From The Daniel Island News

Teen sinks second hole-in-one just six weeks after first
By Jennifer Johnston
Oct 10, 2012 - 9:34:42 AM

A 2000 study conducted by Golf Digest concluded that the odds of a tour player making a hole-in-one, also known as an “ace,” were 3,000 to 1. For a low-handicap recreational player, those odds drop to 5,000 to 1. And for the average player, the chances of ever seeing the ball go directly from tee to pin are 12,000 to 1 (incidentally, the same odds of an oyster holding a pearl; unless, of course, that oyster is a low-handicapper or on the tour).
There is decidedly little data, however, to support the probability of an eighth-grade golfer making two aces within six weeks of one another. Whatever the odds, Daniel Island’s own Kathleen Sumner defied them this summer.
The young golfer plays on her school team at Christ Our King, but is also in her second year of playing for Bishop England High School. She’s been golfing for just three years, embracing the sport after taking lessons at the Daniel Island Club. “I loved it immediately,” Kathleen asserts.
On July 31, Kathleen played in a Mount Pleasant Junior Golf Association tournament at Wild Dunes Resort, competing in the 14-18 year-old age group. On the course’s 135-yard par-3 hole 12, she pulled a 9-iron from her bag and hit off the tee. “I didn’t know it would go in the hole; I just saw it disappear” she recalls. But it wasn’t long before she did know, as spectators starting “flipping out.” Kathleen was stunned, but kept her cool enough to finish the tournament in first place.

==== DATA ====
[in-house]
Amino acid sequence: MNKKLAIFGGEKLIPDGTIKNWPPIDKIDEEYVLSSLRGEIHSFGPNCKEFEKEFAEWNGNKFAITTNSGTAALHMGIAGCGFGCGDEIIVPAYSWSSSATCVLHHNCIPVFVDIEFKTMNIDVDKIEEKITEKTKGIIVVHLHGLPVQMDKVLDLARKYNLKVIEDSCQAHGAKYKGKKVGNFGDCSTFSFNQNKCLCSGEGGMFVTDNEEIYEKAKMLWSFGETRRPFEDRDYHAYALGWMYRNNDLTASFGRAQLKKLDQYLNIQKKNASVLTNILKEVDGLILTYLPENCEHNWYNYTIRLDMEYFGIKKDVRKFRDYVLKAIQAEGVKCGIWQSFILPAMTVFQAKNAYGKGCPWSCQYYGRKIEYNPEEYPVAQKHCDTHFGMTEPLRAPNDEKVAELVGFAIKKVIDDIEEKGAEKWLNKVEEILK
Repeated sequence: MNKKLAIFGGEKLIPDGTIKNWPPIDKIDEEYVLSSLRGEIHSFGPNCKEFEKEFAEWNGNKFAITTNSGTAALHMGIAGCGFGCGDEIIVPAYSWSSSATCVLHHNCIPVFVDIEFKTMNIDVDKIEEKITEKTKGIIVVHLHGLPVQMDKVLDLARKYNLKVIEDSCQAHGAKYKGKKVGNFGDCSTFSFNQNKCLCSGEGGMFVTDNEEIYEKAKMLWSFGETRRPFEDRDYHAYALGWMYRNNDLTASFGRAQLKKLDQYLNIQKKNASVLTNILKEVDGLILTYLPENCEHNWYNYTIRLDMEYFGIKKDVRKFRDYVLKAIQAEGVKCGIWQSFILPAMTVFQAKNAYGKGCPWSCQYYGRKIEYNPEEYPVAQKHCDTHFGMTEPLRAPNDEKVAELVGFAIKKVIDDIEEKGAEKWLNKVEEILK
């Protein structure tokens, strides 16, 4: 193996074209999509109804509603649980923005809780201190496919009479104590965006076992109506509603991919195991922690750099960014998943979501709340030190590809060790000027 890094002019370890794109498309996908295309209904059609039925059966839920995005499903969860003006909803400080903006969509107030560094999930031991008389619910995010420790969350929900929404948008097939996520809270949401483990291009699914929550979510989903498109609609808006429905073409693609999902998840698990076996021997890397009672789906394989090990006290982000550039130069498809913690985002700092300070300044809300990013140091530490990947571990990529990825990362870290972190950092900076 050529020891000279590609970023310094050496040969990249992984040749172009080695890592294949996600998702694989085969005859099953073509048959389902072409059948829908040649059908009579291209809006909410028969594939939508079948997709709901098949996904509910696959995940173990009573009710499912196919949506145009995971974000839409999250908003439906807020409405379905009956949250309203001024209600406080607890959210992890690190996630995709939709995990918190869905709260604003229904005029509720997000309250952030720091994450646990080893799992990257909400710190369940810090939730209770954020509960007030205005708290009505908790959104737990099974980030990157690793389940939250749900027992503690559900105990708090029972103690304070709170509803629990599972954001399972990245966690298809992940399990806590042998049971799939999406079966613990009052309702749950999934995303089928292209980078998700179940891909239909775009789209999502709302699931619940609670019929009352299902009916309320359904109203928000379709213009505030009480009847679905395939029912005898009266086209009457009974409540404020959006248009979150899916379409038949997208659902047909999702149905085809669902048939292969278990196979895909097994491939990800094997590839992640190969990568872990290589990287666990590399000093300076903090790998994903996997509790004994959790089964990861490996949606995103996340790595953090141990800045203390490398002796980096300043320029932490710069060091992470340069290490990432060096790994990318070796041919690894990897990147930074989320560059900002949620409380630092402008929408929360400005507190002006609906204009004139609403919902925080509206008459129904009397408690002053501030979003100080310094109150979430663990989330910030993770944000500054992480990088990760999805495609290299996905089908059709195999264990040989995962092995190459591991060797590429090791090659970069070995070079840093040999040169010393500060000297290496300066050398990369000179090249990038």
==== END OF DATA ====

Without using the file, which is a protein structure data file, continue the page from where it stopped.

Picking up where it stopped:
Just 40 days later, on September 9, Kathleen was playing the Beresford Course at Daniel Island Golf Club, a course the teen athlete contends is “kind of a tough one.” This time, she chose to tee off with a 7-iron from the 147-yard par-3 hole 17. And this time, she had an inkling of the ace. “When I hit it, I was like, ‘go in the hole!’” she confesses. That’s right where it went, landing two feet in front of the flag and rolling right in.
Parents Steve and Denise are of course thrilled for their double-acer, as not many golfers – at any level – have achieved this. But they are most proud of her hard work on the course, and that she has discovered a remarkable talent. Their daughter plays soccer, tennis, and basketball as well, but she tells us that she loves golf best.
Clearly, Kathleen needs to contact the statisticians at Golf Digest, because she pretty much just crushed their study.

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